Manhattan Project’s Legacy on Staten Island
Last week, I reported on the “toxic stew” surrounding Staten Island’s North Shore. (For that article, go here.) That story was scary enough, but information obtained over the past week reveals that the scenario is actually much worse than initially reported. U.S. Environmental Protection Agency document reveal that a former warehouse on the North Shore played a significant part in the Manhattan Project — a role that went terribly awry, leaving levels of radium and uranium contamination nearly 10 times higher than allowable standards in some places.
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The 4 to 4.5 acre site sits on shore of the Dolan Transportation Services, is a deteriorating paved parking lot and storage area for trucks and other large vehicles. The site is surrounded by an eight-foot high chain link fence on the three sides that do not border the Kill Van Kull. Yet, according to the Environmental Protection Agency, “ardent” trespassers, boaters on the shipping channel and site workers could potentially access the site. Today, the only warning signs around it are “No trespassing” signs posted on the fence. “I call [the site] ‘You too can glow in the dark,’” said Dee Vanderberg of the Staten Island Taxpayers Association.
Staten Island’s Manhattan Project
From 1939 to 1942, Archer Daniels Midlands Co. agreed to use a portion of their linseed oil manufacturing property on Staten Island to store 1,200 tons of high-grade uranium ore mined in what was then the Belgian Congo. The uranium, purchased from African Metals Corp., was to be used in building the atomic bomb. However, at some point (either during initial delivery or eventual shipment), uranium spilled on the waterfront property.
In 1980, the U.S. Department of Energy conducted a limited, surface-level survey of the area and identified a 20-by-40 meter area that was radiologically contaminated. However, in 1986 they determined the site was ineligible for their Formerly Utilized Sites Remedial Action Program. Because the energy department never owned the uranium, the agency determined that is has no authority for the contamination.
Assessing the Dangers
Twelve years later, in 1992, the New York State Department of Environmental Conservation conducted another assessment, this time of subsurface soil. It found the soil below the surface was far more radioactive than the surface samples studied by the energy department. Yet for reasons as yet unknown, no action was taken.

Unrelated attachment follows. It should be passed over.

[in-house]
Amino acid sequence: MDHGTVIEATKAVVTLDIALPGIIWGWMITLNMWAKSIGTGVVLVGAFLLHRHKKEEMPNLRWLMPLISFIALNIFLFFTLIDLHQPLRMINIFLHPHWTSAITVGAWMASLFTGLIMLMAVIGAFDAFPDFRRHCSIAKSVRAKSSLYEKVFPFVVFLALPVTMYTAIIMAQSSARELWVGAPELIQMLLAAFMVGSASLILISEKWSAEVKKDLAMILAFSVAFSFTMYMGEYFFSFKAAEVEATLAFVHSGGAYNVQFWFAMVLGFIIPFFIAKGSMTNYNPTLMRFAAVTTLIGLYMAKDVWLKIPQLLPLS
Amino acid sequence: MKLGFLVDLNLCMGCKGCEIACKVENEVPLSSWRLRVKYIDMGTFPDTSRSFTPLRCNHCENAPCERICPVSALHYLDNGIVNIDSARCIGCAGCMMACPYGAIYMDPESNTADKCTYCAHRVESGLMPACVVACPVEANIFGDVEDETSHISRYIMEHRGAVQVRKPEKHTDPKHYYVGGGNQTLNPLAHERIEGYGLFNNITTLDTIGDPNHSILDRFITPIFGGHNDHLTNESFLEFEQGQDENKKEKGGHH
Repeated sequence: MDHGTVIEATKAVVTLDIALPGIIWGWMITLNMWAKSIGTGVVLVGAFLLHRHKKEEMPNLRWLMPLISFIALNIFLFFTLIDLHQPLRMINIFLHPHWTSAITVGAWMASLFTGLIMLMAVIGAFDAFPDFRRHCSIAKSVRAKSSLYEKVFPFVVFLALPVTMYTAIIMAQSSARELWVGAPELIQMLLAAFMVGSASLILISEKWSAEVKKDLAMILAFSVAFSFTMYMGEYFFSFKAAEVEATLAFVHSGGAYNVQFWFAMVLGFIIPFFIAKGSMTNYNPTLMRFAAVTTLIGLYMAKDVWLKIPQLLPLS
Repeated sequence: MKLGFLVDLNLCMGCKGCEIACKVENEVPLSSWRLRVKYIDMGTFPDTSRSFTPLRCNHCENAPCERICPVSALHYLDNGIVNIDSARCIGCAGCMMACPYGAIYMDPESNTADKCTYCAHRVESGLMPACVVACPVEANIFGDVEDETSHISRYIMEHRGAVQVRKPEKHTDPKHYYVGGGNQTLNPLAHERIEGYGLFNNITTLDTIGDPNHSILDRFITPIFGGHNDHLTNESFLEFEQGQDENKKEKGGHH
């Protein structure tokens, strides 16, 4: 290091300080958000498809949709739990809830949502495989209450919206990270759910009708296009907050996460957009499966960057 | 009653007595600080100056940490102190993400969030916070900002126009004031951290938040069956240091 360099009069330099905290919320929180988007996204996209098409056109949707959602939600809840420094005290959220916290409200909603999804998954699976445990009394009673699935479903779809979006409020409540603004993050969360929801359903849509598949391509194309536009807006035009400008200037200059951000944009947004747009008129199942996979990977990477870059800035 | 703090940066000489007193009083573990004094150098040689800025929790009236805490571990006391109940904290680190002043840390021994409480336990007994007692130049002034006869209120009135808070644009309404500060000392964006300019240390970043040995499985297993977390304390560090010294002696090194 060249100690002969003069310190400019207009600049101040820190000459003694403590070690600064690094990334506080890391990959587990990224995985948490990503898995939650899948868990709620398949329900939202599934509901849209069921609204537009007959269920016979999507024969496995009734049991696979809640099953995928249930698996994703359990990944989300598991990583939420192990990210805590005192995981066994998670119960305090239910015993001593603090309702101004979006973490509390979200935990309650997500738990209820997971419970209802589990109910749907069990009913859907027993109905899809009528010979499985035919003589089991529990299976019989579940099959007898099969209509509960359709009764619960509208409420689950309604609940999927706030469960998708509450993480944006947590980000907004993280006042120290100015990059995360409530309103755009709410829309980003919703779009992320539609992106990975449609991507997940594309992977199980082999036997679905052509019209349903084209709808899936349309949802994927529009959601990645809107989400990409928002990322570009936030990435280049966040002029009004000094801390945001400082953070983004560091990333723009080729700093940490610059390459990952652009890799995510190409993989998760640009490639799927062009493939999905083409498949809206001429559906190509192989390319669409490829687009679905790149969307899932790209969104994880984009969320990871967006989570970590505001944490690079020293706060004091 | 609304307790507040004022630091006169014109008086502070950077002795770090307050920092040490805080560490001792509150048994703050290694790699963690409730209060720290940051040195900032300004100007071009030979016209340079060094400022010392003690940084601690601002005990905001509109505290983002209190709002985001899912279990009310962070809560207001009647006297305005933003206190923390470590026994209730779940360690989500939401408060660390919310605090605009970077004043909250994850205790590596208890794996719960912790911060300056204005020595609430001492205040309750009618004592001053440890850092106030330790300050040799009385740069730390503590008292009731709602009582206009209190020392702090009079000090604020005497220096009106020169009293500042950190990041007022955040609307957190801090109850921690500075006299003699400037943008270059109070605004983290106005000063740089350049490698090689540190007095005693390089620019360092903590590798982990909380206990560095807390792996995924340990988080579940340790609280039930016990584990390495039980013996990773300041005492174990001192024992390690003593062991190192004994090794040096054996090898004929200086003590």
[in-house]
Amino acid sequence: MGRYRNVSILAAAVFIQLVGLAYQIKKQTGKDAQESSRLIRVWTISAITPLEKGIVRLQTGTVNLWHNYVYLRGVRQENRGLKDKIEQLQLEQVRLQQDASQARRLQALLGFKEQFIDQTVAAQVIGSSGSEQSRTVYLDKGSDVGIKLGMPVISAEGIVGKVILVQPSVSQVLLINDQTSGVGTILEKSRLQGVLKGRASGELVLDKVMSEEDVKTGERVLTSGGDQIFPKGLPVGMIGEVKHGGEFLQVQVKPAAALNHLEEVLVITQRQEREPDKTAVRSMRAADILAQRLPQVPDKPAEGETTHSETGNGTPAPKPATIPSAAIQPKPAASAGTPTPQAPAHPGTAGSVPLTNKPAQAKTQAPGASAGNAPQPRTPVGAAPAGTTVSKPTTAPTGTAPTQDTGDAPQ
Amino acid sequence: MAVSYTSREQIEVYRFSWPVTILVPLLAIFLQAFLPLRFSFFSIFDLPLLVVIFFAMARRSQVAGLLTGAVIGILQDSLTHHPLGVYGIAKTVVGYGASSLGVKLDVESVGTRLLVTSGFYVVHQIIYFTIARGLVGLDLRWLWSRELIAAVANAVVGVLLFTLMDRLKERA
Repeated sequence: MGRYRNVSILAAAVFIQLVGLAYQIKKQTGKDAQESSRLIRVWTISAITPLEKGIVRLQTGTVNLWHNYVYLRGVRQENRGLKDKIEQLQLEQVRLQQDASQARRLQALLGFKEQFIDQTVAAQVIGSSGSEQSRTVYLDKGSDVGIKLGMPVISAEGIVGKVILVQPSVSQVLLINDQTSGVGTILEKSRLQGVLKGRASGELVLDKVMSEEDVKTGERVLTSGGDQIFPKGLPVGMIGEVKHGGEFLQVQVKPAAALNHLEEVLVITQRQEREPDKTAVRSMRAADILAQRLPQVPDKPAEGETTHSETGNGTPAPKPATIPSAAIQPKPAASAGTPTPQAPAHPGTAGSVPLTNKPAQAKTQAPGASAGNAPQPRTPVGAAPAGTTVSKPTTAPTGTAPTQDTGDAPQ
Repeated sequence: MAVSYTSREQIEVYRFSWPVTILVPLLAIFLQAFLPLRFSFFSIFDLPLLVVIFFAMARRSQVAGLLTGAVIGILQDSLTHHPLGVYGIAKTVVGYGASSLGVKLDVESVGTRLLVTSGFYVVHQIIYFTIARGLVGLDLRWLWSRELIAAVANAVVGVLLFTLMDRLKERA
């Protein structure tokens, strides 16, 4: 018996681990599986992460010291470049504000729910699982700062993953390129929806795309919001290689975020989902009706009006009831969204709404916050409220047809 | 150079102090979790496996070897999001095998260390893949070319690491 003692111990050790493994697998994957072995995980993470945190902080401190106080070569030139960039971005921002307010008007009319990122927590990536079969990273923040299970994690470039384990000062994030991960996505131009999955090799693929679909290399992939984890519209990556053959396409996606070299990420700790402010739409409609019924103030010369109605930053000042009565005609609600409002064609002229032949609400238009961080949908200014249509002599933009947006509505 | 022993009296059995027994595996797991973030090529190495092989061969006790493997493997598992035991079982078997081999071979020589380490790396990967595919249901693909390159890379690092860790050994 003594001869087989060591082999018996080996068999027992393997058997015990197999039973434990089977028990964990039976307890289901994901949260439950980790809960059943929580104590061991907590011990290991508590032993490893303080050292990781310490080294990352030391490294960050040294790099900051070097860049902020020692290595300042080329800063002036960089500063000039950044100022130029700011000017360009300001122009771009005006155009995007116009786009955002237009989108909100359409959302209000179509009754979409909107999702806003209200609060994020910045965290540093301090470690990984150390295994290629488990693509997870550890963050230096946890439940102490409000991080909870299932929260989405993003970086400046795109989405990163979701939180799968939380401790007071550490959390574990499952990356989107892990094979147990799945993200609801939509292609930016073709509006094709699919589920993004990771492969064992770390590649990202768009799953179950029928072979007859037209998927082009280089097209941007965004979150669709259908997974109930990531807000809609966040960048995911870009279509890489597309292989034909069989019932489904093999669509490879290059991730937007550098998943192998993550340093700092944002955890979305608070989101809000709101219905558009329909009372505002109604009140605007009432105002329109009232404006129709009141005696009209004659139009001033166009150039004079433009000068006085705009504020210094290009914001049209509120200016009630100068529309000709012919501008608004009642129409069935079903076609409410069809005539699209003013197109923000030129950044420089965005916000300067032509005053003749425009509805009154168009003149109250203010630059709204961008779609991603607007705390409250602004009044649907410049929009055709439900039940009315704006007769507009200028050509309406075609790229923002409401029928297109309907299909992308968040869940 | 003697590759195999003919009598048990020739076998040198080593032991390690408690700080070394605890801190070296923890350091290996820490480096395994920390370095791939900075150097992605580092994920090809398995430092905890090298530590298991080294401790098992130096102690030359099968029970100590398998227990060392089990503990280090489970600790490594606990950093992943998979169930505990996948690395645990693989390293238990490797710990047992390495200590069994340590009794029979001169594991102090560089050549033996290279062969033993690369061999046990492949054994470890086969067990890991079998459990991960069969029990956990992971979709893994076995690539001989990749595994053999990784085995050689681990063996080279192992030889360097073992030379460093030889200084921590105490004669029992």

In February 2008 at the request of local citizens, the state asked the Environmental Protection Agency to re-evaluate contamination at the Richmond Terrace site. On Feb. 20, 2008, the federal and state environmental agencies and the New York City health department conducted a joint assessment of the site, which revealed levels of contamination approximately two orders of magnitude greater than the levels initially reported in 1980.
Because the site is also located within a 100-year flood plain, the Environmental Protection Agency believes that, in the event of a flood, there would be “a high tendency” for the material to migrate into the adjacent Kill Van Kull and Newark Bay. Moreover, the agency’s report states that although the area is currently fenced, trespassers coming either by land or water and site workers could “receive an unacceptable cancer risk under a conservative hypothetical risk assessment scenario.”
The analysis is frightening enough, but the severe weather and increased flooding brought on by climate change makes it that much more terrifying.
Early this year, the Environmental Protection Agency sent a letter to the energy department requesting that it reconsider the property for inclusion under its remedial action program. It also recommended that the energy department do another search for a responsible party – at this point, that would be either African Metals Corp. or Archer Daniels Midland. Finally, the agency stated that if the first two recommendations did not come to fruition, it would consider taking at least a limited action to further protect public health concerns at the site.
As of today — June 4, 2009 — North Shore residents are still waiting for answers.
by Melissa Checker